Sunak delivered the Summer Economic Update in the House of Commons where he set out the measures as part of the Government’s three-phase ‘Plan for Jobs’.
The rate of VAT applied on "most tourism and hospitality-related activities" including food, non-alcoholic drinks, accommodation and attractions will be cut from 20% to 5%.
The Treasury has also confirmed to The Morning Advertiser this includes the supply of non-alcoholic beverages.
Sunak said: "At the moment, VAT on hospitality and tourism is charged at 20%, so I’ve decided for the next six months, to cut VAT on food, accommodation and attractions.
"Eat in or hot takeaway food from restaurants, cafés and pubs; accommodation in hotels, camp sites, B&Bs and camp sites; attractions like cinemas, theme parks and zoos; all these and more will see VAT reduced from next Wednesday (15 July) until 12 January 2021 from 20% to 5%.”
However, publicans who run community venues, focused on their drinks offer have criticised the announcement.
Andy Madsen has been in the trade for more than 30 years and currently runs the Park Inn, Southampton, Hampshire and is a Wadworth tenant of the community, wet-led pub.
He said: “I was really hoping for 5% off VAT on beer. When he [Rishi Sunak] said 15%, the old heart jumps and then he said it was food, which is seriously disappointing.
“I know they are protecting the hospitality trade, the restaurants, the takeaways and pubs that do food but there are many, many pubs like me.
“We are not struggling by far to survive because they did give us the grants, and I'm still up on that but thank God they gave us that having just swiped us with not giving us the VAT discount."
Madsen added: “I thought they would do something on beer duty and it was surprise that didn’t happen. My heart definitely sank when he didn't include us in that 15% VAT discount.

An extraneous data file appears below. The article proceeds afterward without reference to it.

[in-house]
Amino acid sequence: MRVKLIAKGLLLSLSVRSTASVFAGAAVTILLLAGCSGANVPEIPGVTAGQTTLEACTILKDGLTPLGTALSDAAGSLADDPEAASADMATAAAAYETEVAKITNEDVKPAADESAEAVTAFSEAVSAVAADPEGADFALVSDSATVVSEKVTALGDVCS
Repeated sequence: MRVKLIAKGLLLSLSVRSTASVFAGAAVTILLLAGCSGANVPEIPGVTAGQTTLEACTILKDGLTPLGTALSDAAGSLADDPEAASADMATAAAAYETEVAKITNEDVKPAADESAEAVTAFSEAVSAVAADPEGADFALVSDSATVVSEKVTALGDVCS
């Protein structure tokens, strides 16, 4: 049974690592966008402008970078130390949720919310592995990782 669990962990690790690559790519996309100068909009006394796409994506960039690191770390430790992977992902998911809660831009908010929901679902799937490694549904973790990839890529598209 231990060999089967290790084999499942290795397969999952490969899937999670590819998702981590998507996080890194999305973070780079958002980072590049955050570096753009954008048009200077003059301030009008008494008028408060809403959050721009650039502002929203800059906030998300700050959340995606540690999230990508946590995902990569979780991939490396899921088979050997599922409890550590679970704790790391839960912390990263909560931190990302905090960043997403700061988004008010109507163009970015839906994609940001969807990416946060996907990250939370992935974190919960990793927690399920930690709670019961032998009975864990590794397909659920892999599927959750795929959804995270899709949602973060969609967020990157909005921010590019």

“That 15% discount really would have helped with the increase in staff I'm going to need for the table service and the lack of trade.”
Madsen outlined how he has made use of the Government support he has received, including the grant but was disappointed to have been left out of the latest measures.
He said: “I've kept my staff and thanks to the grant, I paid them 100% all the way through so they haven't had to suffer at all. I've managed to pay my two VAT bills and anything outstanding with the brewery so at least when I open, it's level ground, I'm not chasing any bills. I will still have a couple of quid in the bank because I haven't spent it all. I'm fortunate I didn't have to.
“I can't believe he didn't include us. There was no benefit whatsoever for us. I wish I was running a restaurant now.
“What was so disappointing for me was I was looking forward and actually thought he [Sunak] was going to drop VAT to 15% and he has dropped it to 5% but if he had dropped it to 15% he could have done it across the board and benefited everybody because 5% drop is still worth having in your pocket.
“Especially when you're not discounting beer duty either. All the breweries will be struggling, the smaller breweries could have done with that.”